In Star Wars: The Last Jedi, Kylo Ren tells Rey, “Let the past die. Kill it, if you have to. That’s the only way to become who you were meant to be.” William doesn’t strike me as much of a Star Wars fan so I don’t know if he’s seen the movie, but he damn sure seems to take those words to heart. After a moment of epiphany, he kills all of his previous selves, as Delos cheers him on in the background.
“Prisoner of your own sins?” Delos asks as he watches William punch out the younger version of himself from the first season.
“Yeah, but I’m free now,” he replies. “It doesn’t matter what I’ve been, good or bad. Everything we’ve done has led to this. And I finally understand my purpose: I’m the good guy.”
And just as William beats his newfound purpose out of himself, the swole brothers Bernard and Stubbs arrive to the padded room where William has been in the entire time.
It turns out William was wearing the goggles for quite some time, as Bernard speculates that the doctors left him behind during the chaos created by the Incite leak. What William chooses to do now that he’s the “good guy,” as well as what Bernard and Stubbs even want with him, remains to be seen. But what I know for sure is that this will be one incredible trio to witness in action.
A List of Currently Unanswerable Questions
With Season 3’s penultimate episode arriving next week, questions continue to pile up with little time left for Westworld to provide answers. Though the series has clearly made a concerted effort this season to simplify the plot and has even been kind enough to provide the locations of several scenes, things are somehow more complicated than ever. It’s increasingly difficult to determine who or what is real with simulations, host copies, hosts posing as humans, and visions born from trauma all mixed together. Along with the many questions I raised last week that have yet to be answered, here are the biggest (as well as the very specific) questions I have leading into the seventh episode:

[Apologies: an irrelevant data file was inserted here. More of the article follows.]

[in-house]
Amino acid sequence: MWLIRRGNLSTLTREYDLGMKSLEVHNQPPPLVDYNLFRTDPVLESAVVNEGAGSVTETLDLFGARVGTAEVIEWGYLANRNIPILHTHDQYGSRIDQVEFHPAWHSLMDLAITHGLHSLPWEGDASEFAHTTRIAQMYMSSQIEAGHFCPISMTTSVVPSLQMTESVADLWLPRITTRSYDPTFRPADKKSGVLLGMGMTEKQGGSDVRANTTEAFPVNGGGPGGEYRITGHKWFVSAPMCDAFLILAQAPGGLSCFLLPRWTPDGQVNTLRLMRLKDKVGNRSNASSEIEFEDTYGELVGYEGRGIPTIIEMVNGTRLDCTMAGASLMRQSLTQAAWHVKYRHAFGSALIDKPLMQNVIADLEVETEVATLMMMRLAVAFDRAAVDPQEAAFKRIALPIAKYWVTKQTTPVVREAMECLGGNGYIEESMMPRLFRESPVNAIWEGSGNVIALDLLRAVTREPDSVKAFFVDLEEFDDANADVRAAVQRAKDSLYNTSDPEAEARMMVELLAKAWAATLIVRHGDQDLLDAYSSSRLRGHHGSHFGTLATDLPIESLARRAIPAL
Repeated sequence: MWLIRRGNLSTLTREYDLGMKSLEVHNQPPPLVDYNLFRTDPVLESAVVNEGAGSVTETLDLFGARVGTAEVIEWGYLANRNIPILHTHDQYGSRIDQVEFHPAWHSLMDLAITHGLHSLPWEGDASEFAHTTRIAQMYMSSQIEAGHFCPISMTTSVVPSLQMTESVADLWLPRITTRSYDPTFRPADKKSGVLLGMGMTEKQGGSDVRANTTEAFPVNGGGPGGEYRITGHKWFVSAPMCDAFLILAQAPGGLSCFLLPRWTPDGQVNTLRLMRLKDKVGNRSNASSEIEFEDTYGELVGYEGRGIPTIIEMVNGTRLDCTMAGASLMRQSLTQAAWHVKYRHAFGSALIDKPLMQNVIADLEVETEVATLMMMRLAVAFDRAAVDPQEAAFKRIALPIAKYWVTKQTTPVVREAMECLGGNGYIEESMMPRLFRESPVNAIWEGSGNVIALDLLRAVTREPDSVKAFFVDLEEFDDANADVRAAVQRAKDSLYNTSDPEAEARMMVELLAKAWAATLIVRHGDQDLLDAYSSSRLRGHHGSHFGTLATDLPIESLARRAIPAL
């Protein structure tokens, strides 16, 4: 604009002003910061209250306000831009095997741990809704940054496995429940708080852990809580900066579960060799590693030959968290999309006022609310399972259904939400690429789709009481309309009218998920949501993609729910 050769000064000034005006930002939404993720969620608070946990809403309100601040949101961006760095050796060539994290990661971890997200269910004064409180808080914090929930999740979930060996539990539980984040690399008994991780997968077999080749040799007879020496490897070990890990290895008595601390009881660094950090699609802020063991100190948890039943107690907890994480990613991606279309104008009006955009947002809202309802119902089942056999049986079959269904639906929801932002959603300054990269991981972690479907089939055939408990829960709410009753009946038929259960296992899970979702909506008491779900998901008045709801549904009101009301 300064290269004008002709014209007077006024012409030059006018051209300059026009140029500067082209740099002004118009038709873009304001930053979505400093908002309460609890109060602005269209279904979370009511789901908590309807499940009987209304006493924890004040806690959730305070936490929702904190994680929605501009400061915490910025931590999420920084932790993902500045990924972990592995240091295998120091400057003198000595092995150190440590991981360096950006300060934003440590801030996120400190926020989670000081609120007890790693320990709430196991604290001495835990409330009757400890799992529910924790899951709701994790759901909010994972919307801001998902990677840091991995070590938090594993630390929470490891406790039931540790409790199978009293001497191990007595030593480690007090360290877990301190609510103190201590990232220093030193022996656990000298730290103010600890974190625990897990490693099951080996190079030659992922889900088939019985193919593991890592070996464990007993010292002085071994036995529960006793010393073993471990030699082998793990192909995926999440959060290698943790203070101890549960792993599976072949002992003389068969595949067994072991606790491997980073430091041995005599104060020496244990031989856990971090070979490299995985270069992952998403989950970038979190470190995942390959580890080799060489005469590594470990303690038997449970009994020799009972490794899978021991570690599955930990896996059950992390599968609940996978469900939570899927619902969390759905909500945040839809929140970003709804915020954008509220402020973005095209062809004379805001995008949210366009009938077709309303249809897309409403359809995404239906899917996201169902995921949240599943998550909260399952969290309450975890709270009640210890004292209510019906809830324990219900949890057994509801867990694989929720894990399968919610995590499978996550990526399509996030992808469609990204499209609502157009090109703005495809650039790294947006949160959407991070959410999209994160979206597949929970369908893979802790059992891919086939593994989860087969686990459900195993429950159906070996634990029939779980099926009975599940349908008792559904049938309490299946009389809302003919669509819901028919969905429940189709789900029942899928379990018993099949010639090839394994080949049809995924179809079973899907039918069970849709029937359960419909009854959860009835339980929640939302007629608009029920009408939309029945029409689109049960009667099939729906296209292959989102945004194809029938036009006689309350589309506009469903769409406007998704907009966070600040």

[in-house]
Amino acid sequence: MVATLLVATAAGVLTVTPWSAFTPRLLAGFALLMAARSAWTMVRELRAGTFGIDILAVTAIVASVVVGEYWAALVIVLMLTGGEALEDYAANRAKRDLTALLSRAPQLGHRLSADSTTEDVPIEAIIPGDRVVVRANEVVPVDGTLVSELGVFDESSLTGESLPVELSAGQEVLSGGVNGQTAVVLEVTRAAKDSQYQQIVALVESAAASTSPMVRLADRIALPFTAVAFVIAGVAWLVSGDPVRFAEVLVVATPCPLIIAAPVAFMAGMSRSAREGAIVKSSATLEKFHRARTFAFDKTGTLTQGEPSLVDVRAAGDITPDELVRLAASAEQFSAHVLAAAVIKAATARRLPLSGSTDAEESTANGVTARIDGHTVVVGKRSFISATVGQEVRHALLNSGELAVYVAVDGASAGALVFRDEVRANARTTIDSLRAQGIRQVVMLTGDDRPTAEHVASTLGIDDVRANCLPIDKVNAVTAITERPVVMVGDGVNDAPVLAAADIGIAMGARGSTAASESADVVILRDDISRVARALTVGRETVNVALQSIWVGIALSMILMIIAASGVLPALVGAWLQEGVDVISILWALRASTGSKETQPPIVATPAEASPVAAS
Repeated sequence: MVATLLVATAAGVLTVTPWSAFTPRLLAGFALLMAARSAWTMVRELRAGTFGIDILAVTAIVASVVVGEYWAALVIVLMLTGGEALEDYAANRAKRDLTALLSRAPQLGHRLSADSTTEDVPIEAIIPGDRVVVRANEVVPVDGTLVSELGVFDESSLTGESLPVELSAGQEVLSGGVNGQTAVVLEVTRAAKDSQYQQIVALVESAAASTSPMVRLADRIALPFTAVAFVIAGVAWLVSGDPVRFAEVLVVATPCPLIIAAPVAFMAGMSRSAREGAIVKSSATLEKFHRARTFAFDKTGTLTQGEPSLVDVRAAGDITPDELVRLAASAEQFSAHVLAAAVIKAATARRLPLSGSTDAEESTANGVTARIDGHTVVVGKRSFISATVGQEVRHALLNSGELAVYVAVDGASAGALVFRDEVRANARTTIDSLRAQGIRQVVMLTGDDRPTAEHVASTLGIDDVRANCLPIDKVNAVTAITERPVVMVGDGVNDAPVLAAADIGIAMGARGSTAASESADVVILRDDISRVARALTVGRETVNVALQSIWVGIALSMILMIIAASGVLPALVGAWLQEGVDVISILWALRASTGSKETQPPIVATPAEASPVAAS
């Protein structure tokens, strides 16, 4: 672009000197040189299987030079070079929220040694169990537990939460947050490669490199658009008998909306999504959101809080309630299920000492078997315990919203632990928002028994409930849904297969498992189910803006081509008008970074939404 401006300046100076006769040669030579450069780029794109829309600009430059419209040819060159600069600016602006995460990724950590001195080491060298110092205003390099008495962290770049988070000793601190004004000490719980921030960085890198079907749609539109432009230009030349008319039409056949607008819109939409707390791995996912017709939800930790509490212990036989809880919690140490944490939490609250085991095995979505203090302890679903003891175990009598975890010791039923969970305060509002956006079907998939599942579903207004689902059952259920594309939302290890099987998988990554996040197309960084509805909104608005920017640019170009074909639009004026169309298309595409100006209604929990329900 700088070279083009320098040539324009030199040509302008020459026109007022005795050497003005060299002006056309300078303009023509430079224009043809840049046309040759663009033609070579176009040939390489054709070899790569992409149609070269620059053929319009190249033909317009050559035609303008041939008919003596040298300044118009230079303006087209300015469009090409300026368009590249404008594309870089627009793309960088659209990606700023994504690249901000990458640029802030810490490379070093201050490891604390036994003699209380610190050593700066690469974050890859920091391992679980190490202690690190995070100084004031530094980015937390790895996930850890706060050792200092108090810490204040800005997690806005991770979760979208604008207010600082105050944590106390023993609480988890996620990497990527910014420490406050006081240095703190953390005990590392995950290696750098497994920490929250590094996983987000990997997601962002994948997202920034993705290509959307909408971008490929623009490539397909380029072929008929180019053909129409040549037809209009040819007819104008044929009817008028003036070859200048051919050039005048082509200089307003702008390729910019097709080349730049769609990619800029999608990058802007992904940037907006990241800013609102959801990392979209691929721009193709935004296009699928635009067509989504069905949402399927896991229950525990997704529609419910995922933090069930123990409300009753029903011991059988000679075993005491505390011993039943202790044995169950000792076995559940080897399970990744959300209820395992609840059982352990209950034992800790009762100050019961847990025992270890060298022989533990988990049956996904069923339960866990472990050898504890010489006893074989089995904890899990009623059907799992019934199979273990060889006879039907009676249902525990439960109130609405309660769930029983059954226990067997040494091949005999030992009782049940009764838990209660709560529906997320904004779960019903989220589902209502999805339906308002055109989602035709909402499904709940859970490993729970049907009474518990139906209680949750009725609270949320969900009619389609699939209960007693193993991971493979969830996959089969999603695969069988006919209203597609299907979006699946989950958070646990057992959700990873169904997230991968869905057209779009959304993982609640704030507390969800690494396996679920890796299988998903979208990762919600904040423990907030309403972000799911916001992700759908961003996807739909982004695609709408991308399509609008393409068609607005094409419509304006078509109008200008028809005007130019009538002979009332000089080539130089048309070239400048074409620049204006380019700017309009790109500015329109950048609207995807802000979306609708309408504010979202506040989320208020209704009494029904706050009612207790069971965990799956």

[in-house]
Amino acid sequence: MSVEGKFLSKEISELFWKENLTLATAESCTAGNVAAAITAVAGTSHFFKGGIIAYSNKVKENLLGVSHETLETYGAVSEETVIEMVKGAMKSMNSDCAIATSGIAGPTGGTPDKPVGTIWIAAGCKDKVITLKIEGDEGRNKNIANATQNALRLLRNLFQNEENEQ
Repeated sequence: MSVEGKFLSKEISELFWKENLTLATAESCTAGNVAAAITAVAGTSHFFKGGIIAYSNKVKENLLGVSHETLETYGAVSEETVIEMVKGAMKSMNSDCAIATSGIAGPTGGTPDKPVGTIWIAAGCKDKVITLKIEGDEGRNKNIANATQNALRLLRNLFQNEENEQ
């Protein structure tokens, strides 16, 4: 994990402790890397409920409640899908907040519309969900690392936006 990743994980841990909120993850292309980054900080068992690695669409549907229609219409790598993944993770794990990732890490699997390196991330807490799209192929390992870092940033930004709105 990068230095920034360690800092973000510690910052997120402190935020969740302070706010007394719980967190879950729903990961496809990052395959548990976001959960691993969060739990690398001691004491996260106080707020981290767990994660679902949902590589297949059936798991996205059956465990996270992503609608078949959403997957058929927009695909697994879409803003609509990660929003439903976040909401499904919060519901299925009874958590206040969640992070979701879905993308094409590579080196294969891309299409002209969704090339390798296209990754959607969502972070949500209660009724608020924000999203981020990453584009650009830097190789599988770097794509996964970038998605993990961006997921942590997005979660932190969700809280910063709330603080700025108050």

- Does the AR therapy have any different effect on hosts than it does on humans? If so, how was Caleb’s experience—we witnessed him wearing those same goofy-looking goggles in a flashback in the fifth episode—different from William’s?
- Now that humans are becoming self-aware of their predetermined existence like the hosts also once discovered in Westworld—which is heavily nodded at when a graffiti artist spray-paints the Westworld maze onto the side of a building—what will society look like once the chaos settles?
- Which William would be the best hang?
- When Charlotte tracked down Maeve and found Connells’s pearl plugged into the system, four hosts—including Maeve—were in the process of being built:
One of them belonged to Hector (RIP), another was the aforementioned Connells/Dolores—but who is the fourth one?
- So ... is there anyone in the world that received a positive Incite projection?
- After Charlotte picked up Connells’s pearl, what did she do with it?
- Why did Maeve fight all those soldiers when she has mind-control powers? Was it just for the satisfaction of killing Nazis or did she just not consider the alternative? (Totally understandable if it’s the former.)
- How will Musashi-Dolores and the, uh, Yakuza fit into all of this? (And what are the Yakuza even doing here?)
- For someone who considers himself a futurist, Serac has been pretty awful at anticipating any of Dolores’s plans. Is Serac playing the long game here and waiting for the right moment to reveal his hand? Or does he just have no chance of stopping Dolores?
Disclosure: HBO is an initial investor in The Ringer.